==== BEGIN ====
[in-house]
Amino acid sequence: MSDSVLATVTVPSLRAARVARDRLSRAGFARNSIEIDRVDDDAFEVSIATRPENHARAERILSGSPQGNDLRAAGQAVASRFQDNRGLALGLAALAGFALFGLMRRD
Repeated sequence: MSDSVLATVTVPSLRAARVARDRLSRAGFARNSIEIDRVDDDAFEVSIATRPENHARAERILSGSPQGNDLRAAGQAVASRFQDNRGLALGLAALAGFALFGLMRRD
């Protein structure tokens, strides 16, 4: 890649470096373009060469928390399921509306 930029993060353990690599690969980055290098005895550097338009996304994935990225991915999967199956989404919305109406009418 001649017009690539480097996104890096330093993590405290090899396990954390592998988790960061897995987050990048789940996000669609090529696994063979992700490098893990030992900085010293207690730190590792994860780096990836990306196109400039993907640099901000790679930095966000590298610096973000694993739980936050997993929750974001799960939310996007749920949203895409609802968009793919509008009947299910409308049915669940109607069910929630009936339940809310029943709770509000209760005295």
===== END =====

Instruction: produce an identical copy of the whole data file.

[in-house]
Amino acid sequence: MSDSVLATVTVPSLRAARVARDRLSRAGFARNSIEIDRVDDDAFEVSIATRPENHARAERILSGSPQGNDLRAAGQAVASRFQDNRGLALGLAALAGFALFGLMRRD
Repeated sequence: MSDSVLATVTVPSLRAARVARDRLSRAGFARNSIEIDRVDDDAFEVSIATRPENHARAERILSGSPQGNDLRAAGQAVASRFQDNRGLALGLAALAGFALFGLMRRD
């Protein structure tokens, strides 16, 4: 890649470096373009060469928390399921509306 930029993060353990690599690969980055290098005895550097338009996304994935990225991915999967199956989404919305109406009418 001649017009690539480097996104890096330093993590405290090899396990954390592998988790960061897995987050990048789940996000669609090529696994063979992700490098893990030992900085010293207690730190590792994860780096990836990306196109400039993907640099901000790679930095966000590298610096973000694993739980936050997993929750974001799960939310996007749920949203895409609802968009793919509008009947299910409308049915669940109607069910929630009936339940809310029943709770509000209760005295």